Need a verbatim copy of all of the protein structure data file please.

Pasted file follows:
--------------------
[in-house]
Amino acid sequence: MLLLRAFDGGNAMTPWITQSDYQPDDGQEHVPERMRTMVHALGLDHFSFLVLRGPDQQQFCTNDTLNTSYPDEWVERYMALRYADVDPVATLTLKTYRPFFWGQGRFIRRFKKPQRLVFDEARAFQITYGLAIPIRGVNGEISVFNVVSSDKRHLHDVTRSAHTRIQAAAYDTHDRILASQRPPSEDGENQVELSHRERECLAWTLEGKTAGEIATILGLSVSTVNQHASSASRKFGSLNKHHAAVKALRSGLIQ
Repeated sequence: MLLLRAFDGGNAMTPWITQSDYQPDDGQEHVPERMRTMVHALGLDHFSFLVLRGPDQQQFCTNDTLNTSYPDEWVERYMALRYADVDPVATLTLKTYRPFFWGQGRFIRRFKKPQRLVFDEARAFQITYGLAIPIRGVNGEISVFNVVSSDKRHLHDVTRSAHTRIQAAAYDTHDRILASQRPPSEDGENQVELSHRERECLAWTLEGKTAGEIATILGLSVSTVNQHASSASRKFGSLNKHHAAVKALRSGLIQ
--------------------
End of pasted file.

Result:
[in-house]
Amino acid sequence: MLLLRAFDGGNAMTPWITQSDYQPDDGQEHVPERMRTMVHALGLDHFSFLVLRGPDQQQFCTNDTLNTSYPDEWVERYMALRYADVDPVATLTLKTYRPFFWGQGRFIRRFKKPQRLVFDEARAFQITYGLAIPIRGVNGEISVFNVVSSDKRHLHDVTRSAHTRIQAAAYDTHDRILASQRPPSEDGENQVELSHRERECLAWTLEGKTAGEIATILGLSVSTVNQHASSASRKFGSLNKHHAAVKALRSGLIQ
Repeated sequence: MLLLRAFDGGNAMTPWITQSDYQPDDGQEHVPERMRTMVHALGLDHFSFLVLRGPDQQQFCTNDTLNTSYPDEWVERYMALRYADVDPVATLTLKTYRPFFWGQGRFIRRFKKPQRLVFDEARAFQITYGLAIPIRGVNGEISVFNVVSSDKRHLHDVTRSAHTRIQAAAYDTHDRILASQRPPSEDGENQVELSHRERECLAWTLEGKTAGEIATILGLSVSTVNQHASSASRKFGSLNKHHAAVKALRSGLIQ